Question on the ageability of Penfolds Yattarna

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Jacob vandergeest
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Question on the ageability of Penfolds Yattarna

#1 Post by Jacob vandergeest » November 18th, 2020, 3:23 am

Yesterday the opportunity to buy same 2012 Yattarna presented itself. The price is very tempting (to give an idea, in my region comparable to a bottle of Bouchard Meursault Perrieres 2017 ) and the vintage has a strong reputation. Plus, since it’s under screw cap there’s limited risk of the pox. All signs are clear, except that I’m not sure what to expect of it’s potential to age. Apparently the style of Yattarna has fluctuated since its first vintage, as has the source of its grapes, which makes drawing general conclusion from specific tasting notes difficult.
It’s still an expensive wine for me, not one bottle per week kind of routine, but a special treat. Buying a case of six would mean an investment in future drinking (say the next decade).

Sharing any experience is much appreciated.

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Re: Question on the ageability of Penfolds Yattarna

#2 Post by Kent Comley » November 18th, 2020, 4:45 am

2012 is outstanding and still quite youthful. I picked up a case at auction last year.
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Re: Question on the ageability of Penfolds Yattarna

#3 Post by Kris Patten » November 18th, 2020, 7:51 am

I'd buy the case of Bouchard Perrieres if you really have a choice.
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Re: Question on the ageability of Penfolds Yattarna

#4 Post by C. Mc Cart » November 18th, 2020, 9:41 am

I'm with Kris. I'd jump for the more recent Bouchard if it's an either/ or. I've had a few of the initial Yattarna vintages up to '04 or '05 in the '00's when I attended a Penfolds tasting and dinner (Grange was the main wine being featured) with Peter Gago.
The Yattarna's I tasted were all very high quality, but even 15 years ago they were $100 on release in this market which I found a bit dear. My memory was that while at the time I believe Penfolds tried to smooth its style from vintage to vintage for some of their portfolio, (including this wine), the oak influence really varied drastically. Some vintages had a cool climate profile, others much less so.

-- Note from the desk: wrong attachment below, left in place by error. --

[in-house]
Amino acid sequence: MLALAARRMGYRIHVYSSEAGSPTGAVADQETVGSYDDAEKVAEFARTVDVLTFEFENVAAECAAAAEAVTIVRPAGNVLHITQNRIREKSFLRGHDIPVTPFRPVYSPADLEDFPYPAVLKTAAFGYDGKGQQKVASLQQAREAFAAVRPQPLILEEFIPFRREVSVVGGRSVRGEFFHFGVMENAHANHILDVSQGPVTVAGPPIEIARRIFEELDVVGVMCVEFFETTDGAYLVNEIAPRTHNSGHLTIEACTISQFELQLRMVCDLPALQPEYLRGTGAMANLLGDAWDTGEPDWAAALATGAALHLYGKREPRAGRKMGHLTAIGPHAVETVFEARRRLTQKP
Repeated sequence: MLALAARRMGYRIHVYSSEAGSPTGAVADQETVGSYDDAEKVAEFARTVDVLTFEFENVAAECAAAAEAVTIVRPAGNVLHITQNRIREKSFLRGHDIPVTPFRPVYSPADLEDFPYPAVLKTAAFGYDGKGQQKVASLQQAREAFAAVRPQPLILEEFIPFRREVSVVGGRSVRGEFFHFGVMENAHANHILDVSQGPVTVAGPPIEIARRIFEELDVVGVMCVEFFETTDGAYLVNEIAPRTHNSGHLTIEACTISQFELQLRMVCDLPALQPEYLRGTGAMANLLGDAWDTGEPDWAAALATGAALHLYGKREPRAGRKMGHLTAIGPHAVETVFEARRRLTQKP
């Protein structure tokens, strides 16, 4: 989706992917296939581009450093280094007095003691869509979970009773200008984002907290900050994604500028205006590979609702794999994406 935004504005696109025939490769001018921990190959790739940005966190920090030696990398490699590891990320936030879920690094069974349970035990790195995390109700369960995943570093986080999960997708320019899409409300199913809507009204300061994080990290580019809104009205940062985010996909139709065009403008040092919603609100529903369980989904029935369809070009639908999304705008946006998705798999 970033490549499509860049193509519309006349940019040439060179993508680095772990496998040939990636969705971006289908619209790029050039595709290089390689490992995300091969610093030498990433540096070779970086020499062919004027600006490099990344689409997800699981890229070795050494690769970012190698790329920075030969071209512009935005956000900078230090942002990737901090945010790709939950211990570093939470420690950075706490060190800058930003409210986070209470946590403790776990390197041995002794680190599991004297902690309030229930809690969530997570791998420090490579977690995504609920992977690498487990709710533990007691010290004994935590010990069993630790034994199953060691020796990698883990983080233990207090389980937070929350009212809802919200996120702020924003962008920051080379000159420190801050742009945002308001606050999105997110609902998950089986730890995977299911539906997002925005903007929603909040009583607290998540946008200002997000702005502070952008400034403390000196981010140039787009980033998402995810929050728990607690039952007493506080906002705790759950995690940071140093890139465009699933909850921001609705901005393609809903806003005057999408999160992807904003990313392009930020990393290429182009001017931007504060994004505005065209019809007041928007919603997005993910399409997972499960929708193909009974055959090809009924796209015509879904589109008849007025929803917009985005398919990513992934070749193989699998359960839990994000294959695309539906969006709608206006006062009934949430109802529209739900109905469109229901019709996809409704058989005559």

To further Kris' post, even with the variety of weather Burgundy sees year to year these days, you wouldn't see so much difference in something like the Bouchard Perrieres from year to year. It maintains the vineyard character and Bouchard style.
I can't comment on the style of 2012 or any being made now.
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Re: Question on the ageability of Penfolds Yattarna

#5 Post by pnitze » November 18th, 2020, 12:45 pm

I’m with Kent. Go with the Yattarna. I have tasted the 2012 Yattarna and various recent vintages of Bouchard MP. To my taste, the Yattarna is the better wine, though the 2014 Bouchard might keep it close. I own a lot of white burgundy and very, very little Aussie Chardonnay. But objectively, the Yattarna gets my vote. It’s a sensational wine. Also keep in mind that recent vintages of Yattarna taste very different (and better) than early vintages. Early on it was marked by new oak and was more tropical. Now it is leaner and more tense.
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Re: Question on the ageability of Penfolds Yattarna

#6 Post by pnitze » November 18th, 2020, 12:49 pm

Also I have seen no issues with ageability of Yattarna. I had the 97 a few years ago (can’t remember if it was under cork or screw cap), and it was very good. Given the balance of recent vintages, they may have an even longer aging curve than the early vintages.
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Re: Question on the ageability of Penfolds Yattarna